“I grew up loving wine, but I never saw myself or people of colour represented — I honestly do not recall ever seeing wine positioned in media as something for people of colour.” While working in the marketing industry, she studied wine on the side, on her own, because even at the institutional level of wine education, she didn’t feel comfortable entering an environment where she and people of colour were not all that present.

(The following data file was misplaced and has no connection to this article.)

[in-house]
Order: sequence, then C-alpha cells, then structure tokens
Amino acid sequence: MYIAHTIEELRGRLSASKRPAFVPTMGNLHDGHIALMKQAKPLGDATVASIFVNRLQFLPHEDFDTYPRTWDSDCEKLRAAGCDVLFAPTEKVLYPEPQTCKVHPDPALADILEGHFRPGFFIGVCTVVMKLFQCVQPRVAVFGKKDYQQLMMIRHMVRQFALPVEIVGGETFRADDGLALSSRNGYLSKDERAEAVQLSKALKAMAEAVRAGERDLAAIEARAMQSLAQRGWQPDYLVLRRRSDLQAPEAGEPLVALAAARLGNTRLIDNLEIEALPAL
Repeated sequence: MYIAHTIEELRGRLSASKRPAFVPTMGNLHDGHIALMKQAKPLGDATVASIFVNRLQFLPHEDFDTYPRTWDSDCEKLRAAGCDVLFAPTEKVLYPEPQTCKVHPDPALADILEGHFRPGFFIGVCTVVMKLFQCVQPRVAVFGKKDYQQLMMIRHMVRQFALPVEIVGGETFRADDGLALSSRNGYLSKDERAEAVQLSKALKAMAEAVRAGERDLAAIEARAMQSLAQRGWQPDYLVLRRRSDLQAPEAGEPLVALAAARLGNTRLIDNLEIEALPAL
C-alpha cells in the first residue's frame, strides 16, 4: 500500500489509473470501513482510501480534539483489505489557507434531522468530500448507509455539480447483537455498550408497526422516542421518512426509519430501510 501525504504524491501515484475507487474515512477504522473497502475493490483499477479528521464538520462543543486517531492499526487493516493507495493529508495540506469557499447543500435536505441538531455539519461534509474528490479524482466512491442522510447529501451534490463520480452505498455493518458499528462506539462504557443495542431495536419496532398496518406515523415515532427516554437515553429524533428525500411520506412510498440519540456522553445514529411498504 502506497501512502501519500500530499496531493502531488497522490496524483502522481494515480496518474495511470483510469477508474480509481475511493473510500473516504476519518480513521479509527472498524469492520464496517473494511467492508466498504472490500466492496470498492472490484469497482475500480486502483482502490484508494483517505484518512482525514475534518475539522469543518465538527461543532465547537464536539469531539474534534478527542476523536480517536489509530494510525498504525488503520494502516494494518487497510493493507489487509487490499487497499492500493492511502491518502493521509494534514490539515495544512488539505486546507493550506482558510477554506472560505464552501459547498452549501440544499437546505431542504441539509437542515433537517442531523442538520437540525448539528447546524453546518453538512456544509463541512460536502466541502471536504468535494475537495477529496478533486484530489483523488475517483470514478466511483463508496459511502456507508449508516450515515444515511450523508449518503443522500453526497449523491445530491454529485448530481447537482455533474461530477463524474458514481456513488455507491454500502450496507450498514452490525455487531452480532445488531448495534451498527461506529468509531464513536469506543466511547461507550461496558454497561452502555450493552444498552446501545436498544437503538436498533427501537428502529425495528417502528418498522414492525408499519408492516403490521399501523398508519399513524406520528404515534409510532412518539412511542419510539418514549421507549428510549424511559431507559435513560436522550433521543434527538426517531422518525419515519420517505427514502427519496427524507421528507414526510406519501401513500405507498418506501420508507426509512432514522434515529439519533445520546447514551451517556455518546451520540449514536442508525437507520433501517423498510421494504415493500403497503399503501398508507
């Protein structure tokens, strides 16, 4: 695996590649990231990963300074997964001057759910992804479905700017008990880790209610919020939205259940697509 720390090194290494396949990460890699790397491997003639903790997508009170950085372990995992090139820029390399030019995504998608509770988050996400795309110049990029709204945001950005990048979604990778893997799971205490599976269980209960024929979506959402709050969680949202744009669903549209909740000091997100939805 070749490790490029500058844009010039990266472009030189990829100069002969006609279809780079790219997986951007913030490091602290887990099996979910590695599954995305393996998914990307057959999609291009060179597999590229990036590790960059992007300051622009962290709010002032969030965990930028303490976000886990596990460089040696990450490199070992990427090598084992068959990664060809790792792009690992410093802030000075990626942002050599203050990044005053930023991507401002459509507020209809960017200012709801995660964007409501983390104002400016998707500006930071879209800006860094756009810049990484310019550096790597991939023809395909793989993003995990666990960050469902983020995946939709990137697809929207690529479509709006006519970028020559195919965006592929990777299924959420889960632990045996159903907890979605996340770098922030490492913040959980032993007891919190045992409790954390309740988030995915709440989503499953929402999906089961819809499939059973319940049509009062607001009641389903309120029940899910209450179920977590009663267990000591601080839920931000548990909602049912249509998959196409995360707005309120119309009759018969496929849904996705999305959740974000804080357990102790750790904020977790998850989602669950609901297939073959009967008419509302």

And now, she’s doing something about it. Last fall, she launched a series of events called Spring Into Spice, starting with an Instagram account on which she talks about wine and “spicy” foods — encompassing cuisines from the African-Caribbean diaspora. Her mission: cognitive diversity in wine. During the pandemic, she ran wine pairing seminars on Zoom. Her live tasting events — spanning cuisines of Mexico, New Orleans, Ethiopia, Thailand, the Caribbean and more — regularly sell out. On May 28th, the Spring Into Spice Food and Wine Festival launches in downtown Toronto, with 30 ethnic food tents and a range of wines from Ontario and the world. “It’s about using food and wine — something that people get together with to enjoy, share stories and memories… and I think it’s powerful to put together these kinds of experiences and make sure it’s not just, for example, East Indian, or Asian or Black people. I want sixth-generation Canadians, old-world Europeans, everyone around the table.” —DICK SNYDER